Book provides lesson plans focusing on bullying

Thursday, July 27, 2006

During this past school year - seven years after two Columbine High School lashed out against those who bullied them by killing 12 fellow students and a teacher - , authorities across the country foiled several plots by bullied students to take revenge against their tormentors through violence, at schools in Puyallup, Wash.; North Pole, Alaska; and Riverton, Kan.

These plans should make educators question whether enough is being done to quell bullying in schools, says a University of North Texas educator. A resource book that she has developed focuses on helping students cope with anger that comes from being bullied.

Dr. Doris Coy, UNT associate professor of counseling and the author of "Bullying: A Resource and Activity Book for School Counselors, Teachers and Parents," says research shows that those who are bullied can turn into bullies themselves, as seen seven years ago at Columbine.

Bullying was once seen in the United States as a "rite of passage," Coy says, until a study from Great Britain in the 1990s showed the detrimental effects. Since then, schools have taken strides to reduce bullying. Some schools now hang "no bullying" signs, federal grants provide money to combat bullying and teachers are trained on what to do when they witness bullying.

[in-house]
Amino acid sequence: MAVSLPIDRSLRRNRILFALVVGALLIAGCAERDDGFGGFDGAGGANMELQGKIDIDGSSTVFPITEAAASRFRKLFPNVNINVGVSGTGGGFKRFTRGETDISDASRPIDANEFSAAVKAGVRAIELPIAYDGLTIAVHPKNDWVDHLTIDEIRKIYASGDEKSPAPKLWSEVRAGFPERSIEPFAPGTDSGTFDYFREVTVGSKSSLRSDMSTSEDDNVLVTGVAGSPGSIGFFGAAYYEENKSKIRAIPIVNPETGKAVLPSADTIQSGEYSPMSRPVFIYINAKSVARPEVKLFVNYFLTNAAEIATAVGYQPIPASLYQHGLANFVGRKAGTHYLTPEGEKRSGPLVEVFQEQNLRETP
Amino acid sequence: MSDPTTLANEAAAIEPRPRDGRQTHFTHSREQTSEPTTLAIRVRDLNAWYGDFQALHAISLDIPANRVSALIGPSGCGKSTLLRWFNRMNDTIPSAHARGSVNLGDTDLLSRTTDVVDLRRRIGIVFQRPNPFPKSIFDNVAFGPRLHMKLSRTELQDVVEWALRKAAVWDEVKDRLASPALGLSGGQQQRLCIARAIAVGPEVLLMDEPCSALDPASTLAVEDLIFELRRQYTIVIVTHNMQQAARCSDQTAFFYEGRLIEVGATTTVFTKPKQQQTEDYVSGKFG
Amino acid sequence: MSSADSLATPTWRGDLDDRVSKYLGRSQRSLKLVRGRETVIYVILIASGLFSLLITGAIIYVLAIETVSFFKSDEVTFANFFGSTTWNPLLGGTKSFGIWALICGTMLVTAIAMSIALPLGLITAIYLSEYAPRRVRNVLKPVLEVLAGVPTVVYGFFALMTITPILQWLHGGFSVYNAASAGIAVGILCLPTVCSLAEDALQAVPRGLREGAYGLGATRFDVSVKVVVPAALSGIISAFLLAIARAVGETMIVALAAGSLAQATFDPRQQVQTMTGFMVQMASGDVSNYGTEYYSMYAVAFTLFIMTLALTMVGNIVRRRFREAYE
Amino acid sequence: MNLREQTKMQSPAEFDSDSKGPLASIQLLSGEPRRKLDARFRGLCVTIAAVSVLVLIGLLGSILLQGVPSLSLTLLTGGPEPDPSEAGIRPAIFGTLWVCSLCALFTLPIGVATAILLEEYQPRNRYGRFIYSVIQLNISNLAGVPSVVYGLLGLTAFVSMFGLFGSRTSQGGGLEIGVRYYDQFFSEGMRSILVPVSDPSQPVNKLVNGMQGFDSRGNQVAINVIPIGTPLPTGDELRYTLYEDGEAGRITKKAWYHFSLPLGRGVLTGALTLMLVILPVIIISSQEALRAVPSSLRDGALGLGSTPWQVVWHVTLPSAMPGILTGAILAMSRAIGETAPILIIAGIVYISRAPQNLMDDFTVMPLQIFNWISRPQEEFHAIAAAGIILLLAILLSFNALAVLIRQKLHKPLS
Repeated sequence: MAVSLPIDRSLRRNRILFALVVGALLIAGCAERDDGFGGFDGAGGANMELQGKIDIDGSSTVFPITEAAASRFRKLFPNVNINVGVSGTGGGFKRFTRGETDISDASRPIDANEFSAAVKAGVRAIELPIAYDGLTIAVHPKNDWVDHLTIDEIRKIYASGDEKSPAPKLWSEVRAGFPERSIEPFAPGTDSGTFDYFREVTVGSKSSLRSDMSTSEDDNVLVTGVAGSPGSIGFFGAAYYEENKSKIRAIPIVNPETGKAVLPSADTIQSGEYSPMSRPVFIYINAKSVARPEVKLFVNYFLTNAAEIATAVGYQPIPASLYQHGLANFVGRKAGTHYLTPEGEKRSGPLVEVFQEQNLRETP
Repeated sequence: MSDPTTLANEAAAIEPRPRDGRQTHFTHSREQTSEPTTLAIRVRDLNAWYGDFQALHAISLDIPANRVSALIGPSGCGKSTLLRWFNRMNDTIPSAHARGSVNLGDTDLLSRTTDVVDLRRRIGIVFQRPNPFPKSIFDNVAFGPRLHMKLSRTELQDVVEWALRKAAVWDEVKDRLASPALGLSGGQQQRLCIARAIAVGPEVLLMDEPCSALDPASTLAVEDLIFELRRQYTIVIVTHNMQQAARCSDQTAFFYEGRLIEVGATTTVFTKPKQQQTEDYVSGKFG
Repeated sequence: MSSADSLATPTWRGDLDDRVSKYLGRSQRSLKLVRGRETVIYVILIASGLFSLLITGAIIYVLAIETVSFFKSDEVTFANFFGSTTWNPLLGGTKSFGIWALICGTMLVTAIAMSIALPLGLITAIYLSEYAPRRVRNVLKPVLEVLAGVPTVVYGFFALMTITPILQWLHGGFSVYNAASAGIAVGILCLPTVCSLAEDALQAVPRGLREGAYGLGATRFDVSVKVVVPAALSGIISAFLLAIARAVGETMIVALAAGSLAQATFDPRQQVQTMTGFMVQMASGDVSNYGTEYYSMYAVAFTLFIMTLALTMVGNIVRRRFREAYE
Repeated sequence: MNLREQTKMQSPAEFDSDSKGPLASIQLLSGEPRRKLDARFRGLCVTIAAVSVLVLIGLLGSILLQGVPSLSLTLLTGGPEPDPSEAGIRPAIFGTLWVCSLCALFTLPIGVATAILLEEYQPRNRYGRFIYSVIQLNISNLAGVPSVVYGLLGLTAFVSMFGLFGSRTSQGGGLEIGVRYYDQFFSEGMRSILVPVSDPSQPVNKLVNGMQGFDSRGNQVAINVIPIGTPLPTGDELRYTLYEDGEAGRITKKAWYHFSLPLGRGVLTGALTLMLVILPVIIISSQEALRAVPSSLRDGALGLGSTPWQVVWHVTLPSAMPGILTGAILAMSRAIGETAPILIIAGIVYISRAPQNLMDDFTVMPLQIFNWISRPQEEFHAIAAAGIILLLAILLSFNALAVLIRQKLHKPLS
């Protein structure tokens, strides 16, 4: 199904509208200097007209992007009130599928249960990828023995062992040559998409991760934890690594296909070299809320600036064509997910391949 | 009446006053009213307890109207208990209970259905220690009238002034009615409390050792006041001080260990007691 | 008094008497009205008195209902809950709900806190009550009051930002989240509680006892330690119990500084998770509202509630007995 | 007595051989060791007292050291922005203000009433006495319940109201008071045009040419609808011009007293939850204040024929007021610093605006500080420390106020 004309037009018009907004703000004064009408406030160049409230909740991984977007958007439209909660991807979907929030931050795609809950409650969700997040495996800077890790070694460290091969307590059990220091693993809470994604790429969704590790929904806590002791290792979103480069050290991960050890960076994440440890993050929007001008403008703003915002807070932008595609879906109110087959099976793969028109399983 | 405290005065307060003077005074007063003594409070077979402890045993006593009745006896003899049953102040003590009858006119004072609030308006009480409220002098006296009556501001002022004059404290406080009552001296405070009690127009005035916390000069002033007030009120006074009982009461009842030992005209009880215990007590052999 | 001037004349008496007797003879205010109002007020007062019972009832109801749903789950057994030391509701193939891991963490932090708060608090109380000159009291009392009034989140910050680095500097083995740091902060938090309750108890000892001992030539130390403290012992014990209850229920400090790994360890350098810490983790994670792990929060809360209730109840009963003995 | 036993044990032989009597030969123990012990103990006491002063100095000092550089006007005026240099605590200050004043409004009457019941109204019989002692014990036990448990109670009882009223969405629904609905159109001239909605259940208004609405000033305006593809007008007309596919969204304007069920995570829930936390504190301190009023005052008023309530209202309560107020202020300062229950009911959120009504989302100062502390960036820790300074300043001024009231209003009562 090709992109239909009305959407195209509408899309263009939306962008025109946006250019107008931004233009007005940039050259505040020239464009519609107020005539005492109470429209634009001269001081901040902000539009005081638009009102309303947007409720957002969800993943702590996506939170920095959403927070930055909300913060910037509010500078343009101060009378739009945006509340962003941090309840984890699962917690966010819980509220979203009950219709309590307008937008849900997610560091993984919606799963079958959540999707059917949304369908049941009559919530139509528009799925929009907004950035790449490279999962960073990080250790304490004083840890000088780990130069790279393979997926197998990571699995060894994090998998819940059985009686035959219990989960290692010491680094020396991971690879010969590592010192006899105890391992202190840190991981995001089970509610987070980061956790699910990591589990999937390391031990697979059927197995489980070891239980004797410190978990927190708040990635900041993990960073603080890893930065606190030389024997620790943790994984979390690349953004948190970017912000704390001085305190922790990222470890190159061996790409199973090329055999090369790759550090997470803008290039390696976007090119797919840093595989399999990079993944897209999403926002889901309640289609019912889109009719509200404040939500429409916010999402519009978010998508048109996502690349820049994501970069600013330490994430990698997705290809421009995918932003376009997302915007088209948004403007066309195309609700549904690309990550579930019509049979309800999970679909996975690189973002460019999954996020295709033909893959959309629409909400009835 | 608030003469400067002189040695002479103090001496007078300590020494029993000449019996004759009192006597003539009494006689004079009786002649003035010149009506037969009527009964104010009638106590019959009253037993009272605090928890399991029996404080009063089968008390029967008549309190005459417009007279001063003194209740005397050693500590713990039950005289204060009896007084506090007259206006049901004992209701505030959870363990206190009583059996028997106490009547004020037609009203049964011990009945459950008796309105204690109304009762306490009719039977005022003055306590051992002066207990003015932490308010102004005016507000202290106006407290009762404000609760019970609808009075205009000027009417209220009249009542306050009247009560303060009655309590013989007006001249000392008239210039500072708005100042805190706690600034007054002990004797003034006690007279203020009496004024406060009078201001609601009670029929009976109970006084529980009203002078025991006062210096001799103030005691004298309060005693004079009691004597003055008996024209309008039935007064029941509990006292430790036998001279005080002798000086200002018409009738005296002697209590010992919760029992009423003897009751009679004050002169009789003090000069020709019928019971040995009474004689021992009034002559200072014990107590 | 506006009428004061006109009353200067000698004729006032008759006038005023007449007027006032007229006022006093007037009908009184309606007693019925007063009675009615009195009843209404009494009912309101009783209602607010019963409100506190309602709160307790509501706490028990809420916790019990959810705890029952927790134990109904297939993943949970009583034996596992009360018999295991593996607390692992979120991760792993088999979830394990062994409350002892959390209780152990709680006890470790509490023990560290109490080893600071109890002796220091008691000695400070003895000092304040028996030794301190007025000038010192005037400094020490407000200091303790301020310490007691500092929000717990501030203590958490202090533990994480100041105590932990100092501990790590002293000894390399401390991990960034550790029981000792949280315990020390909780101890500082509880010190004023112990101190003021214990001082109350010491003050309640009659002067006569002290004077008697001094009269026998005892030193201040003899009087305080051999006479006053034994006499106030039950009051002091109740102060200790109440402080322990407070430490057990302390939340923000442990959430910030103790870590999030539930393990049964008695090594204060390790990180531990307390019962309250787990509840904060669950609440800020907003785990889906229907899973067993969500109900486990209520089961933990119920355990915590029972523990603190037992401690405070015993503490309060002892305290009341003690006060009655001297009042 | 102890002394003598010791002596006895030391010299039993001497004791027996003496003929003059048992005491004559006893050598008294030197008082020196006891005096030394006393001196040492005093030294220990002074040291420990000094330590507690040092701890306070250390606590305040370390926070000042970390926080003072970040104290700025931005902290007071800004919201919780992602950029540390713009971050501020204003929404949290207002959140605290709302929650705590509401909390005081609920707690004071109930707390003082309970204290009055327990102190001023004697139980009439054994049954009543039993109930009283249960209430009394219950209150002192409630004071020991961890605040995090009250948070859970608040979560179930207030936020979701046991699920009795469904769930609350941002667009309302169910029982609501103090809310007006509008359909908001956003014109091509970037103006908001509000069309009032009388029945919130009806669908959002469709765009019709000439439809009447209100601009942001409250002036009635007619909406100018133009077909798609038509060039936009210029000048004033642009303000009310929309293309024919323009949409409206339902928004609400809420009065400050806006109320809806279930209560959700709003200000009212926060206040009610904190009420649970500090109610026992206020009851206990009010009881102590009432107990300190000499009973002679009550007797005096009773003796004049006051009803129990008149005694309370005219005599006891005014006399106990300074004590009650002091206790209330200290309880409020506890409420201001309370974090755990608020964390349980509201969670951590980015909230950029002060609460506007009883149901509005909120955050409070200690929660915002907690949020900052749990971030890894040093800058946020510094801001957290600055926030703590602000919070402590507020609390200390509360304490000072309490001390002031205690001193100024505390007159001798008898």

"They thought that was addressing the problem, but with the other failed plans for school violence, you have to question if we been as successful with this as we thought we have." Coy says.

Coy's book provides 22 lesson plans that school counselors or teachers can use for increasing students' self-esteem and helping them deal with anger. For instance, children who are bullied should tell an adult, get themselves out of the situation, walk to and from school with another person rather than alone, and learn to say, "Don't hurt me" or "I will tell."

Coy, who is past president of the American Counseling Association and the American School Counselor Association, says research from the National Institute of Child Health and Human Development shows that bullying happens on a regular basis to 1 in 10 students. Recent research studies reveal more than 160,000 children stay home daily from school because of bullying, and two-thirds of the children creating violence in American schools have been bullied in school, she says.

UNT News Service Phone Number: (940) 565-2108